rarely, if ever, does the word "venerable" describe a guam restaurant; frankly, there aren't that many dining establishments that have been around for years--let alone decades--and most of them that have survived have definitely had their share of erratic service and quality. one restaurant that probably does deserve the word is joinus japanese restaurant, in the tumon sands plaza. joinus has been around since...the seventies? definitely the eighties? and although there was a brief closure/renovation with new management relatively recently, it has managed to stay in most people's good books. although its focus has always been its teppanyaki tables, they do have many other offerings.

admittedly, i haven't been in joinus for almost a year--i'm not a big fan of their teppanyaki grill area (although the teppanyaki itself is quite tasty); i have always preferred their quieter, better ventilated, usually available dining section. i have, however, found myself back at joinus twice in as many weeks for an anniversary special that is just available until the end of the month: udon suki. (hence, the blog post! twice! in a row! zomg!) it is $25 per person, with a minimum order for 2 people, which is basically a $50 pot noodle. however, it's soooo much more than that. you get a copper basin of dashi (along with a big teapot filled with extra soup stock) on a portable propane stove on your table, along with a platter of chewy udon noodles, and another platter of assorted vegetables and seafood. the ratio of seafood to vegetables is ridic, it's something like 3 types of seafood for every vegetable offered, and generously so: tonight's pick included a very fertile lobster, dozen oysters, a gigantic fish head, tiger prawns, king crab legs, crab claws, scallops, fish cake, fish balls, napa cabbage, tofu, carrots, and mushrooms. oh my. you let the dashi simmer on the a table, and cook your ingredients in the giant vat. it's v. double, double toil and trouble, fire burn, and caldron bubble. i am generally against paying to have to cook my own food, but there's something quite entertaining about all this cookery and craft.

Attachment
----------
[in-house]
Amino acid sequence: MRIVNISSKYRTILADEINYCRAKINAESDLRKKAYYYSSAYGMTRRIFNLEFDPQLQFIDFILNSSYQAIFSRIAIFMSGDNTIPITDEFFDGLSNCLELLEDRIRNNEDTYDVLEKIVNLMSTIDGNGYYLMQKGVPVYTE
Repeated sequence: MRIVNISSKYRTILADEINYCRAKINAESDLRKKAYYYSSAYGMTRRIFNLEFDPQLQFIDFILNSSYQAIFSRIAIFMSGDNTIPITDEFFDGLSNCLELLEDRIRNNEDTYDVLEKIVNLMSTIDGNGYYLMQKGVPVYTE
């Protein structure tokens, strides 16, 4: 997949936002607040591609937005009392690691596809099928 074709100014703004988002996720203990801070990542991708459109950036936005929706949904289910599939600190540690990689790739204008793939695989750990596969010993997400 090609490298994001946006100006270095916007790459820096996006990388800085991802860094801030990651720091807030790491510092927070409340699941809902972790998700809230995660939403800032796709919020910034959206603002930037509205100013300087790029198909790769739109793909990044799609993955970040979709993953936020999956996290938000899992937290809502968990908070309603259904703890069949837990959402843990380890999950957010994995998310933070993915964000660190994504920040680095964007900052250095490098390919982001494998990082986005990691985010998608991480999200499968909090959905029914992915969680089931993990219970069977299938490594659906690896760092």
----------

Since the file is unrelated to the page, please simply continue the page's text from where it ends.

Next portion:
this was the set-up for two, and my cousin and i had no real problems tackling this; admittedly, we didn't eat that many noodles and there was still a generous takeaway portion. it was obvious, though, at the table next to us, that slender filipino family of eight found the serving for two more than sufficient. yes, joinus folk are not soup nazis--your group can order the minimum amount, and as long as you order a couple of appetizers or a salad, they are cool with the group share.

you have until 30 june 2012 (this saturday!) to check it out.